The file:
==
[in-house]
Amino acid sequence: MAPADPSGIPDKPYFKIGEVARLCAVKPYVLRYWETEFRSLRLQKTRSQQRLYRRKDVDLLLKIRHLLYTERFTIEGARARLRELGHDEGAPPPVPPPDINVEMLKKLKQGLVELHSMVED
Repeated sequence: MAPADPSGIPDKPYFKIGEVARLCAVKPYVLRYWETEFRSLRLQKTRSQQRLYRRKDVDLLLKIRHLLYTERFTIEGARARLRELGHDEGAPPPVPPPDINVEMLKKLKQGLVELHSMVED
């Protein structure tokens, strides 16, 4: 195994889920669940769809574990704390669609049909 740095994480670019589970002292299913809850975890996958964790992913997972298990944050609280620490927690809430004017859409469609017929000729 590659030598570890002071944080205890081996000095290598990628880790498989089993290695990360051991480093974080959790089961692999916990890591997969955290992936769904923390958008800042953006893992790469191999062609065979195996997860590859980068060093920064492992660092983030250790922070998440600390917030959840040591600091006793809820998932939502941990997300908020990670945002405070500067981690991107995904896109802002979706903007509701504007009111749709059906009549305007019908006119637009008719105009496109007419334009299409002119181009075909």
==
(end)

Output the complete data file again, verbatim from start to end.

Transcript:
[in-house]
Amino acid sequence: MAPADPSGIPDKPYFKIGEVARLCAVKPYVLRYWETEFRSLRLQKTRSQQRLYRRKDVDLLLKIRHLLYTERFTIEGARARLRELGHDEGAPPPVPPPDINVEMLKKLKQGLVELHSMVED
Repeated sequence: MAPADPSGIPDKPYFKIGEVARLCAVKPYVLRYWETEFRSLRLQKTRSQQRLYRRKDVDLLLKIRHLLYTERFTIEGARARLRELGHDEGAPPPVPPPDINVEMLKKLKQGLVELHSMVED
């Protein structure tokens, strides 16, 4: 195994889920669940769809574990704390669609049909 740095994480670019589970002292299913809850975890996958964790992913997972298990944050609280620490927690809430004017859409469609017929000729 590659030598570890002071944080205890081996000095290598990628880790498989089993290695990360051991480093974080959790089961692999916990890591997969955290992936769904923390958008800042953006893992790469191999062609065979195996997860590859980068060093920064492992660092983030250790922070998440600390917030959840040591600091006793809820998932939502941990997300908020990670945002405070500067981690991107995904896109802002979706903007509701504007009111749709059906009549305007019908006119637009008719105009496109007419334009299409002119181009075909």